Apart from the everyday health grievances that affect many people’s everyday lives, if the average woman was asked about the more serious health matters that might concern them, the likely answer might be obesity and diabetes, or perhaps breast cancer.
One health issue which is perhaps least discussed relates to stomas and the navigating of daily life following stoma surgery.
What is a stoma?
A stoma is essentially a surgically created opening formed on the lower abdomen which connects to the digestive or urinary tract and diverts either fluid or solid bodily waste out of the body.
There are a number of conditions that might lead to the need to perform stoma surgery, and these are primarily based on diseases of either the bowel or the urinary tract. These can include cancers but also arise from inflammatory diseases and obstructions. In these cases, ostomy surgery may be performed to remedy the situation. It may be permanent or temporary, dependent upon the condition which led to it.
What are the stoma types?
There are three main ostomy types – colostomy, ileostomy, and urostomy. The first two relate to the bowel, with the colostomy diverting the large colon and the ileostomy diverting the smaller colon to the abdomen opening.
The urostomy relates to the urinary tract and may be performed after a bladder removal.
The emotional side of an ostomy
Given the nature of the surgery, an ostomy potentially presents an emotional hurdle to overcome, in addition to the mental and physical elements. There are natural questions as to what life may look like following the surgery. On the positive side, a vast number of women who have undergone the surgery procedure report a sense of empowerment and positivity.
A recent study showed that, with familiarity and the sense of gaining control over the stoma that came with it, a sense of connection with their body’s development naturally led to a feeling of empowerment.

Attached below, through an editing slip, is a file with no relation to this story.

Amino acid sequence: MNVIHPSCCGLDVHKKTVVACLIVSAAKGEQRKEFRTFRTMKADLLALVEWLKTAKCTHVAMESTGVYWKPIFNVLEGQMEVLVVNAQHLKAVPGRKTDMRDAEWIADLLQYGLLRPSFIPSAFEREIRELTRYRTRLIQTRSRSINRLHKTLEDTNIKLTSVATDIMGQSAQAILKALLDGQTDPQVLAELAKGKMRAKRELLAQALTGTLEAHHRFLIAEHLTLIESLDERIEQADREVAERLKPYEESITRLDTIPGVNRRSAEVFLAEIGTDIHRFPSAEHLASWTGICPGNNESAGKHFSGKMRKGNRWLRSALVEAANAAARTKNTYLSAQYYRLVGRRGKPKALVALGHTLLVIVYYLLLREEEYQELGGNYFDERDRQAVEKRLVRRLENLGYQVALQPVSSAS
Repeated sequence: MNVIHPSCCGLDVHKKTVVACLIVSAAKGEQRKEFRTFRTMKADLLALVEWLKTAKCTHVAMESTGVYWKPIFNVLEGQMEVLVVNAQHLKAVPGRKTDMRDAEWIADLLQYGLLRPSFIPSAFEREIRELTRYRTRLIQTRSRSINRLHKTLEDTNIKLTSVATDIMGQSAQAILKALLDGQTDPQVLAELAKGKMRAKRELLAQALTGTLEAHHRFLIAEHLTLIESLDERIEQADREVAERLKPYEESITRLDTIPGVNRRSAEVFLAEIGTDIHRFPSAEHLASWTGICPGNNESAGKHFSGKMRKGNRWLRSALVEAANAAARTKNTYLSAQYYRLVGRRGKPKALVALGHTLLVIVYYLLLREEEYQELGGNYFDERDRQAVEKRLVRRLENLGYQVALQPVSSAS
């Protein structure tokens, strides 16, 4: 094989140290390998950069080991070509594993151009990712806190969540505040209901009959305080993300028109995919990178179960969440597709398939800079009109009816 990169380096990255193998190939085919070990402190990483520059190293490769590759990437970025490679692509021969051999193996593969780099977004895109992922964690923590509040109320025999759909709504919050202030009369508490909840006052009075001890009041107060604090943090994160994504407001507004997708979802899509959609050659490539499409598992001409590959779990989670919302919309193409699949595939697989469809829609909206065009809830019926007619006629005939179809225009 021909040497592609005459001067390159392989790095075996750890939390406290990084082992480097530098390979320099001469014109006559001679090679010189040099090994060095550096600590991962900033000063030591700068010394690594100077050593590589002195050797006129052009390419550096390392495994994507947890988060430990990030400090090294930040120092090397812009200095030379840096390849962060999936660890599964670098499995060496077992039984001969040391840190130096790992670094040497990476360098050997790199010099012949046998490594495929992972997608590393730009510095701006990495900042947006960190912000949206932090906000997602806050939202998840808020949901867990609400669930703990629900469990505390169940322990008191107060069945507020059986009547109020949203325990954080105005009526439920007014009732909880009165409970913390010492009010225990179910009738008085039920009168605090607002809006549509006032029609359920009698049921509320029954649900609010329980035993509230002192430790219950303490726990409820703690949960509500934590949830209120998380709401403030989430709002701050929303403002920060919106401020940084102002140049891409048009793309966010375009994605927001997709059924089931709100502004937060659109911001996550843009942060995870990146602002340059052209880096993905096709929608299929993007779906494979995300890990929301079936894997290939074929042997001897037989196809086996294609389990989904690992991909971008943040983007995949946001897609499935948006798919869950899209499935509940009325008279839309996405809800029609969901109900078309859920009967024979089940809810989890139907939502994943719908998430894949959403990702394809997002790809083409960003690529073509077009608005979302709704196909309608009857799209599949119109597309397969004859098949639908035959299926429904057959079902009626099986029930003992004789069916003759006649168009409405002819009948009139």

In short, many people developed fears as to what an ostomy might entail, which were quite simply not grounded in reality. Professional support throughout the lead-up to surgery and the rehabilitation process afterward goes a long way to assuage these fears and misconceptions.
Many women have apprehensions about what life with an ostomy bag might look like, and quite naturally, many of these concerns revolve around the question of body image.
Essentially a low-profile stoma bag is attached to the abdomen to collect waste material. This bag is discreet and can be worn and concealed under everyday clothes. Filters in the bag mean that the attachment is odorless.
Having recovered from the initial surgery, even the most active of people find that life returns to normal. Activities like work, exercise, socializing, and sports can continue as normal.
These are perhaps the greatest stated concerns for a person confronted by the possibility of a stoma operation, and many go on to report that the reality of the situation turned out to be quite different from what was anticipated.
Sex and intimacy
Naturally, the question of maintaining a normal sex life with an intimate partner is often raised. The good news is that stoma surgery does not generally limit normal sexual activity. Having fully recovered from surgery and moving past feelings of self-consciousness are perhaps the greatest ‘limitations’. The same old rules apply – good communication and trust with intimate partners are the greatest contributors to a healthy sex life.
Life in all its forms goes on naturally following stoma surgery.